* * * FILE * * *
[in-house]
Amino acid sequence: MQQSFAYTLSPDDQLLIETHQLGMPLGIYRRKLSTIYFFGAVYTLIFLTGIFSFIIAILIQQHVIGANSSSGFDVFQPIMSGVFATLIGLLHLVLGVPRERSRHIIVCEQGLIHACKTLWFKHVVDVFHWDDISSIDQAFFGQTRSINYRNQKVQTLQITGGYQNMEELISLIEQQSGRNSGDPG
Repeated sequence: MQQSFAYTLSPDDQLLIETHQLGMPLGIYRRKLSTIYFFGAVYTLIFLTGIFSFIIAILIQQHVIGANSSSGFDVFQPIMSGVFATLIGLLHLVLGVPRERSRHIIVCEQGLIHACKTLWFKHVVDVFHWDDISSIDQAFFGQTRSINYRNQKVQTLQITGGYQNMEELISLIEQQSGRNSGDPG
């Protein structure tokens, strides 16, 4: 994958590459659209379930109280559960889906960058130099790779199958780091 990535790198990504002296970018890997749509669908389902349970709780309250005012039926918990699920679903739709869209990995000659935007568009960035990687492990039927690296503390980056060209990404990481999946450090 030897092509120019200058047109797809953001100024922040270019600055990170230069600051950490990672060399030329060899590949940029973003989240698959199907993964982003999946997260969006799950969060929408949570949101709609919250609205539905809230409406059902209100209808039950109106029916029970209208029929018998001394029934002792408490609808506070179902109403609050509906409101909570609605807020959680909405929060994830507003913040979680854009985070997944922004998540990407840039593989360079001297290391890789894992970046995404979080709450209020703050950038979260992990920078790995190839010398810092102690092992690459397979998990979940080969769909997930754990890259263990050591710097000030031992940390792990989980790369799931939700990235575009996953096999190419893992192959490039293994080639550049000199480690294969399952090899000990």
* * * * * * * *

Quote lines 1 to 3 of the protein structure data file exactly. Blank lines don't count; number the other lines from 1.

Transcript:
[in-house]
Amino acid sequence: MQQSFAYTLSPDDQLLIETHQLGMPLGIYRRKLSTIYFFGAVYTLIFLTGIFSFIIAILIQQHVIGANSSSGFDVFQPIMSGVFATLIGLLHLVLGVPRERSRHIIVCEQGLIHACKTLWFKHVVDVFHWDDISSIDQAFFGQTRSINYRNQKVQTLQITGGYQNMEELISLIEQQSGRNSGDPG
Repeated sequence: MQQSFAYTLSPDDQLLIETHQLGMPLGIYRRKLSTIYFFGAVYTLIFLTGIFSFIIAILIQQHVIGANSSSGFDVFQPIMSGVFATLIGLLHLVLGVPRERSRHIIVCEQGLIHACKTLWFKHVVDVFHWDDISSIDQAFFGQTRSINYRNQKVQTLQITGGYQNMEELISLIEQQSGRNSGDPG